Flight Path Management Needs A Closer Look

A a panoramic shot of Cali Columbia from the Andes--near where AA 965 crashed.
Credit: Credit Caleb DeGard and Google Earth

The FAA’s Flight Standards Service issued a draft advisory circular, AC 120-FPM, in February about the broad topic of flight path management (FPM). Pending the possible incorporation of public comments and revisions, a final version of the AC will soon be out.

The idea of flight path management seems simple, but it subsumes multiple issues that have arisen in accidents since 1996. The four issues include manual flying, managing automation, monitoring and managing energy.

The decline of pilot manual flying skills has been a topic of interest to the FAA and the industry for a long time. The FAA issued SAFO 13002, “Manual Flight Operations,” in 2013 and updated it in 2017 with SAFO 17007, “Manual Flight Operations Proficiency,” in 2017. Both addressed the fact that continuous use of automated systems failed to reinforce a pilot’s knowledge and skills for manual flight.

The newer SAFO pointed out that airline training programs had been required to include manual slow flight, loss of reliable airspeed, instrument departure and arrival, upset recovery, stall prevention and recovery and bounced landings. It encouraged airlines and charter operators to go further.

SAFO 17007 addressed many conditions that should be trained manually, including mis-trim, go-arounds, visual approaches and split panel auto flight (flight director or autopilot or authothrottle use, but singly, not together).

The new FPM AC addresses problems pilots have had understanding and operating complex automation in their aircraft. It wants pilots to be better trained on “rare normal” and abnormal operations of the auto flight system, including mode awareness, unintended states, data entry errors and common errors.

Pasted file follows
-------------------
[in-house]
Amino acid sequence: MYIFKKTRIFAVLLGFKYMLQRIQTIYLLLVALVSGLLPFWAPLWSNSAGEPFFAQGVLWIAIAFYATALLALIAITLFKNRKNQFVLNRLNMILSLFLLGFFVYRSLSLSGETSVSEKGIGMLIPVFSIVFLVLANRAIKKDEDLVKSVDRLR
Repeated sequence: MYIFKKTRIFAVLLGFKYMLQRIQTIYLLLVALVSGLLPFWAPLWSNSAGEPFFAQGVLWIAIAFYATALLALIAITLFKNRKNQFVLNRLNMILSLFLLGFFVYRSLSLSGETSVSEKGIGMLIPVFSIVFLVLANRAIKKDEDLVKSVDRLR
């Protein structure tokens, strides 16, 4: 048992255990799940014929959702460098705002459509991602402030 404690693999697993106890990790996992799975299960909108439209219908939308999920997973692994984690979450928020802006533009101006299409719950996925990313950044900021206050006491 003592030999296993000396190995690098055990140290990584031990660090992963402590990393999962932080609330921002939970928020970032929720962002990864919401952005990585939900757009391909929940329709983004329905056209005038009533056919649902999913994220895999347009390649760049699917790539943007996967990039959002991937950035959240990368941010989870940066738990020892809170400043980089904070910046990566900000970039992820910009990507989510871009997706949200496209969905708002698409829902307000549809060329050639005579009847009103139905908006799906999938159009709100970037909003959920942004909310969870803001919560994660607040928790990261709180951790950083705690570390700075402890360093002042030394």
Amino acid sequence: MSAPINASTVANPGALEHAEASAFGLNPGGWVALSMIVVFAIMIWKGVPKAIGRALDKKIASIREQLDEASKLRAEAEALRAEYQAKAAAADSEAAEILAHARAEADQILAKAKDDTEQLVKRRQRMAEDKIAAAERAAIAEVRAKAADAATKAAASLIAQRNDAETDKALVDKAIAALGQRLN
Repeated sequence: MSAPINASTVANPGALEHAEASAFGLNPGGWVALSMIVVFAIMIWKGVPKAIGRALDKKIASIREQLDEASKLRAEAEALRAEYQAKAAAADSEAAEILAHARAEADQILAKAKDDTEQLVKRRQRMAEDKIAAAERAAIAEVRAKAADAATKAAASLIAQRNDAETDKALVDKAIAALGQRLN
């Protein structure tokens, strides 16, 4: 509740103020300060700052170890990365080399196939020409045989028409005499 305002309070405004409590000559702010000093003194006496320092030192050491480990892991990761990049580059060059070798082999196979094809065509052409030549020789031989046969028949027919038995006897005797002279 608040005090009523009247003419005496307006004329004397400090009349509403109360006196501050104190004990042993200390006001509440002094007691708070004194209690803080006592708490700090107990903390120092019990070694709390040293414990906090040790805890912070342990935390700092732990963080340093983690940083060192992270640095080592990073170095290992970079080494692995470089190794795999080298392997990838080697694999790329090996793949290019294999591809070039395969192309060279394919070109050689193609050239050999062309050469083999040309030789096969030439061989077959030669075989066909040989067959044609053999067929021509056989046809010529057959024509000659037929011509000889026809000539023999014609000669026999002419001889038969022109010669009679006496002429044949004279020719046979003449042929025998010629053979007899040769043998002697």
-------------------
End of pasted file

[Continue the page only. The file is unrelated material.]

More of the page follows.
The new AC wants operators to train pilots on strategies for using different levels of automation, dealing with unexpected mode changes, and when to disengage automation.

Monitoring is another part of better managing automation. The non-flying pilot’s duties are important and too often neglected. They must stay in the loop mentally, be attentive, and be ready to challenge flight path deviations. Training these behaviors is expected to be part of every certificate holder’s program.

Energy management is a fourth topic. Is the aircraft high or low, fast or slow, and is it tracking to return to the proper vertical flight path or speed? Is the aircraft within its operational envelope and will it remain there? Training should include methods to determine flight path, proper use of lift and drag devices, high energy approaches, and the effect of late changes to clearances and vectors off and on complex arrivals.

All these ideas are the outgrowth of a process that began in 1996. That was the year the FAA set up two committees to study the effects of automation, design and inadequate training on crew mistakes. Just the year before, American Airlines 965 crashed near Cali, Columbia. In that accident, the crew entered an erroneous fix into their flight management computer while descending and flew into a nearby mountain. It was a landmark example of crew-automation interface failure.

It was not until September 2013 that the FAA committees finally produced a comprehensive report on the subject. Entitled “Operational Use of Flight Path Management Systems,” it was a creditable first effort to define FPM problems and solutions.

The 279-page report generated 29 findings and 18 recommendations. To me, recommendation nine goes to the core of the entire report. Referring to operator’s policies, it says “The policy should highlight and stress that the responsibility for flight path management remains with the pilots at all times. Focus the policy on flight path management, rather than automated systems.”

Unfortunately, that report arrived two months too late to benefit the crew and passengers of Asiana 214, which crashed at San Francisco International Airport on July 9, 2013.

The Boeing 777 descended into the seawall at SFO and pirouetted down runway 28L in a spectacular fashion. It was perhaps the most prominent case of automation mismanagement in the 21st century.

The investigation of that accident included an in-depth look at the automation policies, training and practices at that airline. In my next column I will discuss some of the eye-opening details of that case.

The Crosscheck column by Roger Cox explores the interaction between regulators/investigators and pilots/operators. Send comments to [email protected].

Roger Cox

A former military, corporate and airline pilot, Roger Cox was also a senior investigator at the NTSB. He writes about aviation safety issues.